Tuesday,24 October, 2017
Current issue | Issue 1308, (18 -24 August 2016)
Tuesday,24 October, 2017
Issue 1308, (18 -24 August 2016)

Ahram Weekly

She rides

Nour Hanna went on last week’s She Rides Marathon in the Cairo district of Zamalek to mark International Youth Day and hopes for gender equality

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Al-Ahram Weekly

Around 30 women and girls of ages ranging from 14 to 50 years old gathered last Friday in the Cairo district of Zamalek for the She Rides Marathon in support of women’s empowerment and their right to take up leading positions in society. 

The Marathon was organised by the Misr Foundation for Health and Sustainable Development, an NGO, in collaboration with Global Youth Ambassadors in Egypt (GYAT). 

The participants were carrying pink banners with the slogan “She Rides” written on them to indicate that women can take leading positions in the country. “The Marathon is part of the Misr Foundation’s campaign to raise awareness about women’s health and help provide ways to sustain a healthy lifestyle and prevent disease,” said Amr Hassan, a consultant in obstetrics and gynaecology at Cairo University.

The marathon lasted for almost six hours, starting from 7 am and going on until 1 pm, by which time the participants had cycled for eight km. The starting point was the Le Pacha restaurant boat on the Nile, moving towards the Fairmont Nile City Hotel as the next stop, and then heading to the Al-Ahly Sporting Club before returning to Le Pacha as the finish line. 

While the participants waited for the arrival of the bikes, a professional coach gave them a warm-up session so that they would be physically able to ride a bike for eight km. The event’s organisers were also keen on providing first aid for the participants throughout the Marathon, and there were four cars responsible for road safety and the safety of the cyclers. 

Egypt’s attempts to implement gender equality have been recognised by multiple organisations, though there is still some way to go. The Marathon was designed to help deliver the message of the need for greater gender equality in Egypt and the message of the Foundation, Hassan said.

“He for She,” associated with the Marathon, is a solidarity campaign for gender equality initiated by UN Women, a UN programme designed to help support gender equality and women’s rights. According to Hassan, this is the first time a bike marathon for women only has been held anywhere in the Middle East. 

“In Egypt, the majority of marathon participants are men due to the Egyptian culture that says that sports are somehow masculine activities and women are not encouraged to participate, especially at an older age. This can cause health issues for many women,” he said. 

The idea of organising a marathon for women only was to promote the importance of sports for women, arguing that they are just as important for women as they are for men. “Our goal is to attract people in general to a wide range of exercise and to help tackle health problems regarding weight, nutrition and other things that can affect women’s lives whatever their socio-economic class. We hold sessions after each event to help people adopt healthy lifestyles, and we want to raise women’s awareness of health and help eliminate illiteracy about medical matters in Egypt,” Hassan said.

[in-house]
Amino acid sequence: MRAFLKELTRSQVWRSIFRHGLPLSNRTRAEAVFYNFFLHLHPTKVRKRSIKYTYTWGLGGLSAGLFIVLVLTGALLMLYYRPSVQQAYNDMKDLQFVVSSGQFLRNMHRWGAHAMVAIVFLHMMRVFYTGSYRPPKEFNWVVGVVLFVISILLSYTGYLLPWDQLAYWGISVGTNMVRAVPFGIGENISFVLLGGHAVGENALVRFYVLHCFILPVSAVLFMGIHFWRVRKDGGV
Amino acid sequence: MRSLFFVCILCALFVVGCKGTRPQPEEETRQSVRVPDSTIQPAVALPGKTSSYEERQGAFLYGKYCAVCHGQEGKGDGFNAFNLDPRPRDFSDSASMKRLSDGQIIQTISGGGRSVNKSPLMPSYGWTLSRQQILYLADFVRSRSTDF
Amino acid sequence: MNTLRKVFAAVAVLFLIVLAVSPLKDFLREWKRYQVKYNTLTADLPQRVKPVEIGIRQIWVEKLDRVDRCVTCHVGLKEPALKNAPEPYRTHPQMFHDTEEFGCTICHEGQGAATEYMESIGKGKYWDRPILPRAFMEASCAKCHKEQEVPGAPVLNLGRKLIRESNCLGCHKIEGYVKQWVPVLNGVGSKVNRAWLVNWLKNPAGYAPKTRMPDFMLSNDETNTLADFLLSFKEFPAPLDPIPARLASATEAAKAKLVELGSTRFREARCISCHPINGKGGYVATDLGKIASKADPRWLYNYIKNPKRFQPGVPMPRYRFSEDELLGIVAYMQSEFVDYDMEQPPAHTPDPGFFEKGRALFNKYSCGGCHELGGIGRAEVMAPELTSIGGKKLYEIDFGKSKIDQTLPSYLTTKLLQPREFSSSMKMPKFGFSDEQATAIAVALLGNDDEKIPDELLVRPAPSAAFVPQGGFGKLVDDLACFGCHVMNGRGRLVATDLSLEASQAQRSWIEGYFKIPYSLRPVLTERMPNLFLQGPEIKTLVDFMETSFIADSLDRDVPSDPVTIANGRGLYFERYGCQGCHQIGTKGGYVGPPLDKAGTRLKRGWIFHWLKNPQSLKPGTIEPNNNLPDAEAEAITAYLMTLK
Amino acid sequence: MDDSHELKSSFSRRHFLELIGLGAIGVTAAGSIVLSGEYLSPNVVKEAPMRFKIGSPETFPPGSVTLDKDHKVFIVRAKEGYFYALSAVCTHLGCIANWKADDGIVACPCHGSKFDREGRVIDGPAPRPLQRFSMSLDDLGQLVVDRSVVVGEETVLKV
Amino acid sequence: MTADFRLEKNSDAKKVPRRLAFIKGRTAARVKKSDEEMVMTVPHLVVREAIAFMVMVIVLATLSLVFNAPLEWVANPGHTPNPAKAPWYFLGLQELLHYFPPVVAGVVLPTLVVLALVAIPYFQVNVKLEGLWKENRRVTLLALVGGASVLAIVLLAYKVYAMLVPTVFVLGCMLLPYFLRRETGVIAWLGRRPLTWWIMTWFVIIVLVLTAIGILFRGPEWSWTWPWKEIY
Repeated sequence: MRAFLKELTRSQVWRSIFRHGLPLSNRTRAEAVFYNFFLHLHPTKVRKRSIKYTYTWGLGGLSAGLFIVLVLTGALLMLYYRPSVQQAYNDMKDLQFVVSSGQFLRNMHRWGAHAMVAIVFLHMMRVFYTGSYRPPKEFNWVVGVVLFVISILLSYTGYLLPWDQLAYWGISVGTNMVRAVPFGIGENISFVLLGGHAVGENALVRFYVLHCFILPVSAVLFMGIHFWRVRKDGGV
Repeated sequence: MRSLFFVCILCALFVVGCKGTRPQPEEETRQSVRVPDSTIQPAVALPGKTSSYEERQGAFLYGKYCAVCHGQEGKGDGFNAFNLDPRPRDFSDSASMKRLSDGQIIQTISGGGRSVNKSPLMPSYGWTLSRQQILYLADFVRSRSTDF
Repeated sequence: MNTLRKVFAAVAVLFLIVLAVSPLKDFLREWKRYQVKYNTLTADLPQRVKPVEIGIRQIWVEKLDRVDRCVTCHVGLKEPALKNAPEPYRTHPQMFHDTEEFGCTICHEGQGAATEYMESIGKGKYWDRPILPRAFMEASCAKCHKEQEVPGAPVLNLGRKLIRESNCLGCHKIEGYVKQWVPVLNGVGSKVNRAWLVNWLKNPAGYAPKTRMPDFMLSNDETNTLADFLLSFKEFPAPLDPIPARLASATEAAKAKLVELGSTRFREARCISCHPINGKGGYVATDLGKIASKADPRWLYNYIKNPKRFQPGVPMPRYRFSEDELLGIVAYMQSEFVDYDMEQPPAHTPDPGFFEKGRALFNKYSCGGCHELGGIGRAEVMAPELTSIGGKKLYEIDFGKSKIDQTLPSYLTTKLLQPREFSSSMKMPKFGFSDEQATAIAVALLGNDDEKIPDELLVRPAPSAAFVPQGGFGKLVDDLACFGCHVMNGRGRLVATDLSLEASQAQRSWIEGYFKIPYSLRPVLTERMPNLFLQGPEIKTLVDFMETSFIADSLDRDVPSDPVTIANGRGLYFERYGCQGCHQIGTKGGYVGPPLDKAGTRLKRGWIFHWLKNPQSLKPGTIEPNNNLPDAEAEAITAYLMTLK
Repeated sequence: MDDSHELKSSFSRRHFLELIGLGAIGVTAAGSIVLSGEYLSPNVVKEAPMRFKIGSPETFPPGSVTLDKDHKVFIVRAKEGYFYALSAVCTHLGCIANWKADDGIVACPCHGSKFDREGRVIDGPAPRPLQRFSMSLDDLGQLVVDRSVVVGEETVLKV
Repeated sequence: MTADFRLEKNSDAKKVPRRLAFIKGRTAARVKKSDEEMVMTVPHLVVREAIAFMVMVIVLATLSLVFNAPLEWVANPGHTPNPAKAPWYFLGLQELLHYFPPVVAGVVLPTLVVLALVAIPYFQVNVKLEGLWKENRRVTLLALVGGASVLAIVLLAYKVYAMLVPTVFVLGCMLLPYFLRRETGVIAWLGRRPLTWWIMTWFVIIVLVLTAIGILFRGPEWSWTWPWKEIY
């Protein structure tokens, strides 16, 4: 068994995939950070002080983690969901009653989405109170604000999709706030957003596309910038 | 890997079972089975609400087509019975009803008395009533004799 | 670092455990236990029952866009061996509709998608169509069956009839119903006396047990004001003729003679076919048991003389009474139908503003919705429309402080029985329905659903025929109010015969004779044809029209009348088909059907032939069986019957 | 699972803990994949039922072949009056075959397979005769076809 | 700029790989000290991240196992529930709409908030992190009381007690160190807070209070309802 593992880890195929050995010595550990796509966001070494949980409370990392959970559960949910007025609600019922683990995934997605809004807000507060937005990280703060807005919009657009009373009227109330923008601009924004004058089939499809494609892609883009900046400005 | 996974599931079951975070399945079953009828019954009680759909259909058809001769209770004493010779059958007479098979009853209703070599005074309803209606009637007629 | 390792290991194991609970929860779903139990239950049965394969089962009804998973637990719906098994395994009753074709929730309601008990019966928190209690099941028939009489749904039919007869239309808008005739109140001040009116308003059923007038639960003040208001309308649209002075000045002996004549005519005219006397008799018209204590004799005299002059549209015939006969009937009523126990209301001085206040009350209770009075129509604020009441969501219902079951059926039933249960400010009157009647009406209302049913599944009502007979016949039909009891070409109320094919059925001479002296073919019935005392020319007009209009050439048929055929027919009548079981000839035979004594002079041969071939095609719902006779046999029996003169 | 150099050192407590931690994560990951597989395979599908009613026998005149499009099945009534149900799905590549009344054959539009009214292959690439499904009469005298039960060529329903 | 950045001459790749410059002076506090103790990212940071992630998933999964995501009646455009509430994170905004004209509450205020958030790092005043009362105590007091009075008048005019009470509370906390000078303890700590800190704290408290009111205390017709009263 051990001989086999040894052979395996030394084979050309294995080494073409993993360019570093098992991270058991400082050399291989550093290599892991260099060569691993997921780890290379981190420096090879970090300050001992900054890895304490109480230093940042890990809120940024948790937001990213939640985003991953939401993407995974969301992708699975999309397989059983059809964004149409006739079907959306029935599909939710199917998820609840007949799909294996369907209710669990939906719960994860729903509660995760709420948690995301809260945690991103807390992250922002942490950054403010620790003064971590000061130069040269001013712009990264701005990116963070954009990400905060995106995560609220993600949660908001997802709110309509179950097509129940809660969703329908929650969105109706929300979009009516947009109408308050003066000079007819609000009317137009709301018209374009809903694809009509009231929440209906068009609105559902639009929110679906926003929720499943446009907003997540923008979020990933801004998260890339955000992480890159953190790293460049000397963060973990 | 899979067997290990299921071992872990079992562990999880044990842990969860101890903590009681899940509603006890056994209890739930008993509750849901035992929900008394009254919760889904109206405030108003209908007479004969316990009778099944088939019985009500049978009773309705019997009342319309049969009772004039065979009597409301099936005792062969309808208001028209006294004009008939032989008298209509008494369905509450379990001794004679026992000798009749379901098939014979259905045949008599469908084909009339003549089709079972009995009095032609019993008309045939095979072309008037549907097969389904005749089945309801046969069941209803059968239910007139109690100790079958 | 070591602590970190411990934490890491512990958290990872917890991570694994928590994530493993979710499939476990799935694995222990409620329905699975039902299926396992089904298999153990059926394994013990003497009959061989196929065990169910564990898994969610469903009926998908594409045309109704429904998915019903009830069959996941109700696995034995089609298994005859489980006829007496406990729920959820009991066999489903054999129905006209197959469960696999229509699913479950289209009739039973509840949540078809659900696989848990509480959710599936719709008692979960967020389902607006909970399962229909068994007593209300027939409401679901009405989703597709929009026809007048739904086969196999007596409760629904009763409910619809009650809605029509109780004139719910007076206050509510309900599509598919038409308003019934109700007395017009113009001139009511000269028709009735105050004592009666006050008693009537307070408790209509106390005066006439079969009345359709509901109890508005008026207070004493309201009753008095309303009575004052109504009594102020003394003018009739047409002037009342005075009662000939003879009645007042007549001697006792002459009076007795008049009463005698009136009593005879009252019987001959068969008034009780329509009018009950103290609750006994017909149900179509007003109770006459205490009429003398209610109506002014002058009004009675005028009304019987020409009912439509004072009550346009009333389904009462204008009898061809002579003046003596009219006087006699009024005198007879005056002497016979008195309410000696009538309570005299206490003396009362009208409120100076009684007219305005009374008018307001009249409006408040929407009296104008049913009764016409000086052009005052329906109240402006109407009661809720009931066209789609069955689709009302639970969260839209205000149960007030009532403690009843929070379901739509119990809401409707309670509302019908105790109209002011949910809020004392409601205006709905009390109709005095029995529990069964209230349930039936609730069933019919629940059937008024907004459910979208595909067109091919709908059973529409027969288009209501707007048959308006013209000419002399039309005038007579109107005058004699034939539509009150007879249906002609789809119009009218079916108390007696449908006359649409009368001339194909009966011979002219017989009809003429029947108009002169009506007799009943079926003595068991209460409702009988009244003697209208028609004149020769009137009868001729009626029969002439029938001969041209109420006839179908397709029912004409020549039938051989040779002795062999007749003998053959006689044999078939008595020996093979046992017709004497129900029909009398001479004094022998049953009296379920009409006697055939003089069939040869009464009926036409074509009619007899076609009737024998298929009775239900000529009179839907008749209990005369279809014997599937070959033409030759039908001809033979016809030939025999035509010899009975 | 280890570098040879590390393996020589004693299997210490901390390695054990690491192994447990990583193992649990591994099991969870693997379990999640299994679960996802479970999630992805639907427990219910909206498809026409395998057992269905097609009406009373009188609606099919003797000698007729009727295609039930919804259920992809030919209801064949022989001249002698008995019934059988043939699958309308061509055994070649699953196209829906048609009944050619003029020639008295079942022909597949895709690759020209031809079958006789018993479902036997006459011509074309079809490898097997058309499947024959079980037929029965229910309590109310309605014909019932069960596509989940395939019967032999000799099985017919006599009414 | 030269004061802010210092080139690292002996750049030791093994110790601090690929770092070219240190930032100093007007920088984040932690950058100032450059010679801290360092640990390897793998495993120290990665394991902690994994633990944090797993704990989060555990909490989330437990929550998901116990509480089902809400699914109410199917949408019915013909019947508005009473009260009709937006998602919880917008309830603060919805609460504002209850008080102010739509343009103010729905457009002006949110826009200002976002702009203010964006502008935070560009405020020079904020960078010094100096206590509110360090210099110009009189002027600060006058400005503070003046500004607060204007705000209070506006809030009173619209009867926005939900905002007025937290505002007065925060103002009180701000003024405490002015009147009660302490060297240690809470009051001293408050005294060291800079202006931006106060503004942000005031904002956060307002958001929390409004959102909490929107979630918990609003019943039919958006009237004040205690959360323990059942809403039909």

The She Rides participants expressed their enthusiasm at riding safely without being harassed or annoyed by others in the streets as they did so. Some of the participants were riding their own motor bikes, showing that society has started to accept women taking part in this traditionally masculine activity.

“The Marathon is an opportunity to ride a bike in Egypt while feeling safe and protected,” said Sandy Mohamed, one of the cyclers. Another participant, Sherine Mohamed, said she had joined the Marathon to support women’s rights. “I like the idea of combating the negative stigma of a woman cycling in Egypt and the way that some people judge her actions as being against Egyptian traditions and beliefs,” she said.

One participant who refused to give her name due to family conflicts mentioned her difficulties in being allowed to accomplish her dream of cycling. She said her family had eventually agreed to the idea of a girl riding a bike, though they still did not like the thought of a girl allowed to share in men’s activities. She expressed her happiness at finding a group that helps women reach gender equality through various activities.

Among the event’s supporters was GYAT, along with The World at School, an organisation that helps to support young people. Naglaa Fathy, a representative of the organisation, said “it is a sort of rehab for youth and teenagers at school and this is our first time at trying to help empower women through joining the She Rides Marathon.” 

Along with helping to provide a healthy lifestyle, researcher Iman Kamel, a nutritionist and child health consultant, emphasised the importance of women’s health in maintaining their positions as leaders. Kamel gave a session after the Marathon on the importance of eating healthily and practicing sports. These things would make women feel better about themselves and look better, too, she said.  

“Cycling regulates the heart, gives more self-confidence, helps prevent cholesterol and improves sleep,” Kamel said. It is a good form of exercise for women as it is not difficult to practice. Girls need to take safety precautions when cycling in Cairo, however, and they need to drink plenty of water while out on the streets. 

“Half an hour’s practice a day can guarantee a healthy and toned body,” Kamel said.

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